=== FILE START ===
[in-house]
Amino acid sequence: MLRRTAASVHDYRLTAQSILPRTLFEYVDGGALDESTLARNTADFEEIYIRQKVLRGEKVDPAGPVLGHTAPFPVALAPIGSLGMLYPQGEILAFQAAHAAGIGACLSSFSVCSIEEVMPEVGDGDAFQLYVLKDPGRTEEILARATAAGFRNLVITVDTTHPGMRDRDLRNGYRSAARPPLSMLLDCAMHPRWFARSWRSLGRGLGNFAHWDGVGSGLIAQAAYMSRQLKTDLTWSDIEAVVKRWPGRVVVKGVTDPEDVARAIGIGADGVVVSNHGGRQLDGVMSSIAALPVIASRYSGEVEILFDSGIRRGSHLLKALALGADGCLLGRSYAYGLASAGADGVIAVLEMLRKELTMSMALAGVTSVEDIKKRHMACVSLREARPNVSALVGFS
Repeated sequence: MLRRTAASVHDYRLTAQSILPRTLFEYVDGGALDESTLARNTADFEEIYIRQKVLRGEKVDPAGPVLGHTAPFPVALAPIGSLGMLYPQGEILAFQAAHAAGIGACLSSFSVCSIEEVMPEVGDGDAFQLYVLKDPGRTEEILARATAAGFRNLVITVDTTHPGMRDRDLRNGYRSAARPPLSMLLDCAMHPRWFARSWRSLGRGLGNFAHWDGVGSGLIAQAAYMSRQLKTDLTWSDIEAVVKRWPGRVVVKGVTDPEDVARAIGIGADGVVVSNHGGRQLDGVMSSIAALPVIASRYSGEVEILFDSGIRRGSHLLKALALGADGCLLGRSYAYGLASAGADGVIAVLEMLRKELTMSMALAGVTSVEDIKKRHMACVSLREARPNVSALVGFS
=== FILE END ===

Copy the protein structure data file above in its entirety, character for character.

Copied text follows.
[in-house]
Amino acid sequence: MLRRTAASVHDYRLTAQSILPRTLFEYVDGGALDESTLARNTADFEEIYIRQKVLRGEKVDPAGPVLGHTAPFPVALAPIGSLGMLYPQGEILAFQAAHAAGIGACLSSFSVCSIEEVMPEVGDGDAFQLYVLKDPGRTEEILARATAAGFRNLVITVDTTHPGMRDRDLRNGYRSAARPPLSMLLDCAMHPRWFARSWRSLGRGLGNFAHWDGVGSGLIAQAAYMSRQLKTDLTWSDIEAVVKRWPGRVVVKGVTDPEDVARAIGIGADGVVVSNHGGRQLDGVMSSIAALPVIASRYSGEVEILFDSGIRRGSHLLKALALGADGCLLGRSYAYGLASAGADGVIAVLEMLRKELTMSMALAGVTSVEDIKKRHMACVSLREARPNVSALVGFS
Repeated sequence: MLRRTAASVHDYRLTAQSILPRTLFEYVDGGALDESTLARNTADFEEIYIRQKVLRGEKVDPAGPVLGHTAPFPVALAPIGSLGMLYPQGEILAFQAAHAAGIGACLSSFSVCSIEEVMPEVGDGDAFQLYVLKDPGRTEEILARATAAGFRNLVITVDTTHPGMRDRDLRNGYRSAARPPLSMLLDCAMHPRWFARSWRSLGRGLGNFAHWDGVGSGLIAQAAYMSRQLKTDLTWSDIEAVVKRWPGRVVVKGVTDPEDVARAIGIGADGVVVSNHGGRQLDGVMSSIAALPVIASRYSGEVEILFDSGIRRGSHLLKALALGADGCLLGRSYAYGLASAGADGVIAVLEMLRKELTMSMALAGVTSVEDIKKRHMACVSLREARPNVSALVGFS